But the strangest thing about the project, the thing that made me start writing it, is all the things we have in common, all the coincidental dates and place names and likes and dislikes. I'm also worried that I'm starting to adopt some of their characteristics. For example, I've recently become interested in the work of Helen and Scott Nearing, and one of the Chris Eatons in the book was the custodian of the Nearing House in Maine for a while. I'm curious to contact him to talk about it now.
Did the process ever get confusing? How did you navigate all of these different people that share the same name?
Unbelievably so. First off, there were a lot of them. I forget the final count, but I'm going to say I found record of at least a few hundred separate entities. I read every single page on the Internet that had a variation of my name (this was all done before social media, thankfully, which would have made the research way more difficult and way more mundane), and I kept a lot of recipe cards with all the facts I had to include, and I was constantly re-ordering them so that they'd make more sense, and create a narrative, and maintain tension, which is important to me. I gradually culled that down to a few dozen that worked better together, that wouldn't be too repetitive while still overlapping.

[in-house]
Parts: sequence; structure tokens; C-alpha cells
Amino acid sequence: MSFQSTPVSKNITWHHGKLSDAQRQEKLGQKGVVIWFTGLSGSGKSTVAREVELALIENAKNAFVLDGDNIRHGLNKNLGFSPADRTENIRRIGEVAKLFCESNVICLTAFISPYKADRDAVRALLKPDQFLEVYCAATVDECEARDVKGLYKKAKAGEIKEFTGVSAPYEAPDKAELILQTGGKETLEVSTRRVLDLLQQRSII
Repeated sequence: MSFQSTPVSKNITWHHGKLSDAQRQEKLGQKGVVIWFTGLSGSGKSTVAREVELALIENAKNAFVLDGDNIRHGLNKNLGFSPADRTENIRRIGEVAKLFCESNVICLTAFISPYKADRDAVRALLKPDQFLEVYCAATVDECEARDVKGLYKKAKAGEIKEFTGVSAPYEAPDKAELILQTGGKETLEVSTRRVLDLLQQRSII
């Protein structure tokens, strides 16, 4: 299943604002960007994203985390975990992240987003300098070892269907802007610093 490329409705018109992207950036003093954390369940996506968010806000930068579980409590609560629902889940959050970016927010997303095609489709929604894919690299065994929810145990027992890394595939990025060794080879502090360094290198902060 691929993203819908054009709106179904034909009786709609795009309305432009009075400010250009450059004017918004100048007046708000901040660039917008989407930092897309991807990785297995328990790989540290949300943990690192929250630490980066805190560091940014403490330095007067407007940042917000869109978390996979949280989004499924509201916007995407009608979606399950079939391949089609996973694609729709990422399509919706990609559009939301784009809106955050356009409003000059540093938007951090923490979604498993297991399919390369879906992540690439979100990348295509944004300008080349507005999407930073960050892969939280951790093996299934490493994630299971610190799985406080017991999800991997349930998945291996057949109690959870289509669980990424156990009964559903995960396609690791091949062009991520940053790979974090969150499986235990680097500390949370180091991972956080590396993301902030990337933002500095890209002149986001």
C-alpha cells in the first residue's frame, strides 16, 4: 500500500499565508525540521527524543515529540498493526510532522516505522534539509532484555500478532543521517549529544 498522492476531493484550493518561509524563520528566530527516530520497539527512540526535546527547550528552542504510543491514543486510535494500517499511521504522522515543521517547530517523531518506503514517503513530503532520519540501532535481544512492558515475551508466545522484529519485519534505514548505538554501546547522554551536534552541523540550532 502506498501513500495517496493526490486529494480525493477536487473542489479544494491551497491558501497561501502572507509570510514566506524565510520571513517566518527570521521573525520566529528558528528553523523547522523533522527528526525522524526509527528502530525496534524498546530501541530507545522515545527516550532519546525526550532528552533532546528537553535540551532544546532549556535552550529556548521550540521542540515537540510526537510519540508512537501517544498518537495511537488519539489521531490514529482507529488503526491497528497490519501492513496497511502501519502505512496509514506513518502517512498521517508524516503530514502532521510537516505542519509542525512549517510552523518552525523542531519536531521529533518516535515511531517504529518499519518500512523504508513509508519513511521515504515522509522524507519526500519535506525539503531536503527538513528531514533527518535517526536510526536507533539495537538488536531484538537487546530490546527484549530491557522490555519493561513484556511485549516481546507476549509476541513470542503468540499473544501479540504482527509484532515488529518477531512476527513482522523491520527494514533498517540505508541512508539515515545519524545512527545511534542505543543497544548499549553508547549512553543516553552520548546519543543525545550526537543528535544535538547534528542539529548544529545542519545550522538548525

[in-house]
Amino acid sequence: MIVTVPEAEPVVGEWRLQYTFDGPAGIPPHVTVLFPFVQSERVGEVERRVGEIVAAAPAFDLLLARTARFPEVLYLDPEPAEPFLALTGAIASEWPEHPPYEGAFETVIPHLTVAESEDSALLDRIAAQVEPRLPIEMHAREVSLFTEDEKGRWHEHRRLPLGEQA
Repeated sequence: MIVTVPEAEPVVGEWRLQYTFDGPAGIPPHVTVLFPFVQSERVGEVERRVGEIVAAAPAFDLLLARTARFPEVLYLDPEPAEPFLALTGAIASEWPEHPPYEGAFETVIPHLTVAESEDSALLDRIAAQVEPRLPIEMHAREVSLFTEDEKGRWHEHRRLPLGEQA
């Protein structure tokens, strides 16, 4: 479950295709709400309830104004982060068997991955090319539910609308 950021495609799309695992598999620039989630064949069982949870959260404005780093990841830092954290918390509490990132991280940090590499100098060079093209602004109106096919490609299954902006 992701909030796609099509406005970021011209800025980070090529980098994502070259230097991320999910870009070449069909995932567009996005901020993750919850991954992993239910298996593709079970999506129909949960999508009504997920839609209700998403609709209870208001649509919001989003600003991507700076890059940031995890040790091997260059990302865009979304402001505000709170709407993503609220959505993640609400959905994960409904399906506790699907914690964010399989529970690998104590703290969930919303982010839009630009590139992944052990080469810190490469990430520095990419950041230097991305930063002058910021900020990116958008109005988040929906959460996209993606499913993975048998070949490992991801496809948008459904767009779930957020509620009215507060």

It was also written over 8 years, much of that spent on the road with Rock Plaza Central [Eaton’s band], and I had to keep all of these different stories straight in my head while I couldn't really work on them.
A press release for Chris Eaton, A Biography states that through inputting our names in a search engine, “we realize that our own memories are no more valid in the construction of our identities than stories we've heard from others.” Can you unravel that a little bit?
For me, the Googling-my-own-name conceit is a bit arbitrary. It's an easy thing to talk about with reference to the book, but it's far from the point. I really just wanted a lot of characters with the same name, built out of "real facts," so that I could piece them together in a way that would make them feel related.
I guess there are two points. The first: our memories are notoriously unreliable. I have a hard time recalling, for example, whether things happened to me when I was younger or I saw them on TV shows. I also wrap my identity around things that happened before I could likely remember them myself, that I don't really recall the actual event so much as I recall people telling me that it happened. I'm fairly positive large parts of my identity (and I can't be the only one) never really happened, but regardless, those stories are who I am.